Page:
Although they were tired from the voyage, they had to immediately begin building homes. In his book, Of Plymouth Plantation, William Bradford mentions that they arrived to an area where there was no place for them to unwind after their voyage, “... they had now no friends to welcome them nor inns to entertain or refresh their weather-beaten bodies; no houses or much less towns to repair to, to seek for succor” (holt 123). They did not have friends to salute them and the natives in that area were inhospitable. There was very little food during winter. Most Puritans would starve due to food shortages.
Everyone needs to experience hopelessness in order to find hope because it plays an essential part of life to have hope. Without hope, nothing would be accomplished nor would anyone want to accomplish them, for without hope, there will only anticipation for failure. Two different stories talk about two different young men with one thing in common; they find hope after leading a hopeless life. The main character from Alexie’s The absolutely True Diary of a Part-Time Indian feels like nothing, a nobody due to his birth defects and the lack of hope throughout the reservation he lives on. After finding inspiration from one of many mentors, he leaves the reservation which starts his journey to finding hope, just like the main character in Vonnegut’s short story ,”The Boy Nobody Could Handle”.
He didn’t know how to communicate with others very well because he had been without it for so long. He was still determined to deliver the box but didn’t know how. He still had not opened it because that would ruin the complete 5 years he saved it for. He followed the address on the box, but when he arrived on the farm no one was home. He left the box on the porch of the farmhouse and left a note that stated “This box saved my life.”
The camps that the Nisei’s were sent to were not pleasant for them. The camps had no air conditioning, heating, water, or plumbing. They were built quickly therefore not sturdy or clean. They were located in deserts and sand would get through the holes overnight. The Nisei’s at the camp did not have good food because they were eating what the army ate and it was not what they were used to
On a foggy, fall morning sand filled the air which was no different from any other day in Oklahoma. There was no sign of sunlight for many miles. Houses that my friends once lived in were demolished by tractors,hoping mine wouldn’t be next. Unfortunately,soon it would be demolished. My friends have left their houses and moved to open land because of the Great Depression.
The belief is that the Israelites’ dwelled in these wobbly sukkot while living in the merciless desert: they ”dwelled in a wretched place, a place with no grain or figs or vines or pomegranates" (Numbers 20:5). The use of sukkot goes back in time when people built them to escape pulsating hot temperatures during summer seasons. Sukkot provided them with comforting and cooling shades as well as a breezy shelter, but in winter seasons were abandoned by their former dwellers. To fully understand its meaning, many valuable texts refer to it as a symbol of delicacy and instability, and in the Book of Jobs it is said: "The house he built is like a bird's nest, like the sukka a watchman makes. He lies down a rich man, with his wealth intact; when he opens his eyes it is gone" (Job 27:18).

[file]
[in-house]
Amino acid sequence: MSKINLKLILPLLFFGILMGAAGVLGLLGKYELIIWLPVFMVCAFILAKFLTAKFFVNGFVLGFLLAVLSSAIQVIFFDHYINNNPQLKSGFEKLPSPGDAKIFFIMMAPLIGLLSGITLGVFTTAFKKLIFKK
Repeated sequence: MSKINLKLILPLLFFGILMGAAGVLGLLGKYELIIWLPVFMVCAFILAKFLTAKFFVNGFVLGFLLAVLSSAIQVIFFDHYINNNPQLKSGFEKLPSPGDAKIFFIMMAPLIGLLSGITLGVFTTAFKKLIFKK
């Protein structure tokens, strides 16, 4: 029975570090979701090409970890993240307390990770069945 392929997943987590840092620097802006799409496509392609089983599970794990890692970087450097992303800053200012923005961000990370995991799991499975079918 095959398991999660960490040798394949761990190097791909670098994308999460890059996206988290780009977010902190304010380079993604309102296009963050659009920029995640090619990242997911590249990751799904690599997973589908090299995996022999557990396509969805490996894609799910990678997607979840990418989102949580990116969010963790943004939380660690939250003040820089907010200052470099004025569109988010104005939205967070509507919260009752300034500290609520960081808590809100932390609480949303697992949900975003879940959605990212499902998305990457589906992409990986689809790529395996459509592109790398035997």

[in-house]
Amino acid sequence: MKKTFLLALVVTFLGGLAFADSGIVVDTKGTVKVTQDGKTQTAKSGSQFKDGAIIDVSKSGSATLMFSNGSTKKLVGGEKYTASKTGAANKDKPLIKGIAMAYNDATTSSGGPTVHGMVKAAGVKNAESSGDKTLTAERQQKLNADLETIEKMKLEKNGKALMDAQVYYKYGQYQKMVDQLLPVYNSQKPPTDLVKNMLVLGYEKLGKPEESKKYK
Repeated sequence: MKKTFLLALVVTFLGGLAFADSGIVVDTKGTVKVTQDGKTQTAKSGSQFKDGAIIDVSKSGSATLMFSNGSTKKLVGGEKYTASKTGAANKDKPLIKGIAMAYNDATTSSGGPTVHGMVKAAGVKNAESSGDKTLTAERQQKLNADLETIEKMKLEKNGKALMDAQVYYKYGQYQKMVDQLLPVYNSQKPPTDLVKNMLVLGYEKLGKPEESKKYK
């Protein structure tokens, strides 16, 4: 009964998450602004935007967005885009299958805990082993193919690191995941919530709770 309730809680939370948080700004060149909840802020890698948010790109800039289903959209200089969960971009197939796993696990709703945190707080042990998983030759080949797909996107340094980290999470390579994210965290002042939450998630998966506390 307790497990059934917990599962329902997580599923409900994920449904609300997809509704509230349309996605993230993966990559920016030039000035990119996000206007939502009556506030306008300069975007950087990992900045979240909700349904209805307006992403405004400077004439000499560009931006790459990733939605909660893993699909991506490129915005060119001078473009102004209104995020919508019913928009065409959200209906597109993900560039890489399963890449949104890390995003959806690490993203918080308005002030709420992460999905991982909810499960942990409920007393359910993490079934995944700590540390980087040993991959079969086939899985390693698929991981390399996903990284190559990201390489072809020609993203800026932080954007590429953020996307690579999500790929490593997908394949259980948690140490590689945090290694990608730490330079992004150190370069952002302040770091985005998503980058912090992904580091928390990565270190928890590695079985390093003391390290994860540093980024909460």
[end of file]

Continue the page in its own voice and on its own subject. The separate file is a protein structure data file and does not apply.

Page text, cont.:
Josh Koepp Mrs. Peterson AP English IV September 2nd In the novel “Brave New World” Aldous Huxley writes about the perfect world where everyone is happy. Brave New World contains multiple different scenarios that contain alienation and other forms of isolation. John is an outsider in both the reservation as well as the World State which causes the reader to realize he is the most rejected character in the book.
My family seemed to always be on the unjust side of things. In 2014 both of my parents lost their jobs. While my dad regained work quickly my mother did not. Though she was previously only earning minimum wage it was a boost of income our family needed. My brother was in need of double valve transplant shortly after my parents job fiasco, but we were unable to to pay for it.
He had a father, a mother, and three sisters. His mother Sarah, and his younger sister Tzipora had the life snuffed out of their bodies slowly because they were not able to work, and therefore unable to live. And then there was his father, Shlomo. His father was his life source. He was Elie’s only reason not to throw himself into the sharp electric wire aligning the walls of the prison they were stuck in.
Elie Wiesel goes through 2 years of inhumane treatment, but always looks forward, because he has his father. When the Holocaust starts to come to an end, his father dies from Dysentery, leaving Elie lifeless. Although, through all that hardship, he recovers and that family bond can preserve sanity, and never to give up on life. When Elie endured all of this, usually people lose their sanity, but not Elie, for he had his father through most of it. This quote shows that without his father, the only family he had left, he was just an empty shell.
In both books Bound by Donna Jo Napoli and A Long Walk to Water by Linda Sue Park the main characters Salva and Xing Xing have doubts about father figures in their lives. In Salva’s circumstance, his Uncle, halfway through their journey, tells Salva that he will not stay with him. Salva realizes he will no longer have any biological family with him anymore. He feels betrayed and is lonely for a while after his Uncle’s decision. Shortly thereafter, Uncle is brutally shot and murdered leaving him is alone again.